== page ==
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While the PLA Conference program helpfully lists sessions by “Program Tracks” (Administration/Management, Facilities, Serving Youth, Technology, etc.), I ignored this and approached my first day of the Conference with the unsurprising strategy of dabbling in a  variety of, well, everything.

My first session of the day at the ripe hour of 8:15 a.m. (5:15 a.m. Seattle time) was “Books and Authors: The Top 5 of Another 5”, which brought together five panelists to talk about five genres: romance, sci fi, suspense/thrillers, literary and historical. It’s always a treat to hear a librarian speak about those types of genre books of which they are a fan; in this case Roberta Johnson, Kaite Stover, Barry Trott, Rebecca Vnuk and David Wright listed the up-and-coming authors in each genre as well as their personal favorites. The handout from the session can be found here.

Next I heard Jinny Baeckler, Linda Raymond and Cathy Dean discuss different strategies they used at their respective libraries at “Creative Funding: How to Afford the Services Your Community Wants.” These ladies are fierce, proud and they’ve gotten results! In their own unique ways, each library system was able to partner with local businesses, community groups, and/or solicit literally pennies from concerned citizens to plug the holes and keep their lights on. My favorite quote of the session went something to the effect of, “At first we thought we were too good to put a sponsor’s name on something. Then we became so desperate … if we could have gotten a Chick-Fil-A sponsored branch, we would have done it.”

My day’s third session was a presentation from the leadership team at the Digital Public Library of America. This project — known as DPLA — is taking shape as an effort to digitize America’s cultural heritage by developing mass-market, open source digitization strategies which public libraries can tweak to meet their needs. Although DPLA is still gaining a solid mission and model via its six workstreams, the effort has identified five main elements which it is looking to define: code, metadata, content, tools & services, and community; and the project is currently working with the National Archives, the Library of Congress and the Federal Printing Office U.S. Government Printing Office with facilitation and support provided by the Institute for Museum and Library Services. DPLA is making the rounds at conferences, looking to spread the word and enlist volunteers and supporters for the project; look for them next at ALA in Anaheim.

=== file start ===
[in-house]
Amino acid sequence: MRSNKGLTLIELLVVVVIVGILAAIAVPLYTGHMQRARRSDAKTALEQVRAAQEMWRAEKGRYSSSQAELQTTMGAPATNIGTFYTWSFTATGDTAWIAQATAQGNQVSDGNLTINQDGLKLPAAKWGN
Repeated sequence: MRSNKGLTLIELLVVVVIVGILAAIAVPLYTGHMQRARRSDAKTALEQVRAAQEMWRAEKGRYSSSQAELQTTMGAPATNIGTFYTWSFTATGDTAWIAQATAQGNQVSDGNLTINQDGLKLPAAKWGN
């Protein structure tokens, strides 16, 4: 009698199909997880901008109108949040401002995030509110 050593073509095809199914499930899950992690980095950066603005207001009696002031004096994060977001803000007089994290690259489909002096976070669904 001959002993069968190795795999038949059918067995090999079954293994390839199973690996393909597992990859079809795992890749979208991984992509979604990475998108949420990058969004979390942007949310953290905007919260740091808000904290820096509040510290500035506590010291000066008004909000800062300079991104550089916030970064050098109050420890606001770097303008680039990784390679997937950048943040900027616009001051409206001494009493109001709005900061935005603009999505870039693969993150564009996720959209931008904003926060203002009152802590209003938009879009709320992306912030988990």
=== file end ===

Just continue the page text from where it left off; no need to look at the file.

Finally, I heard from a great team of folks on the topic, “On Life Support, but Not Dead Yet! Revitalizing Reference for the 21st Century.” The evolution and the future of Reference and Information Services is something we talk about a lot in library school, and this session really nailed down some concrete concepts for me to think about. The panelists from the Arlington Heights Memorial Library in Illinois gave some great examples of new service delivery, framed within five categories: programming (delivery information needs in exciting new ways), specialization (such as business reference), “think local” (local efforts to engage one’s unique community), enabling (services with enable people to live more fulfilled lives) and finally, the phrase “kitchens, not grocery stores” when it comes to delivering a way for people to create–not just consume–information and content by facilitating spaces like an artist design studio. What I was left with after this session was the difference between Reference (big ‘R’), which is a stationary, materials based department, and reference (little ‘r’), which is simply connecting people with information, and seeking to make a difference in people’s lives.

Other things I learned my first day of the conference:

  • That Reading Market has delicious Dutch breakfasts
  • That the conference program has blank sheets in the back to take notes (sadly, discovered this 3/4 of the way through the day)
  • That it is possible to get into an vendor party without an RSVP

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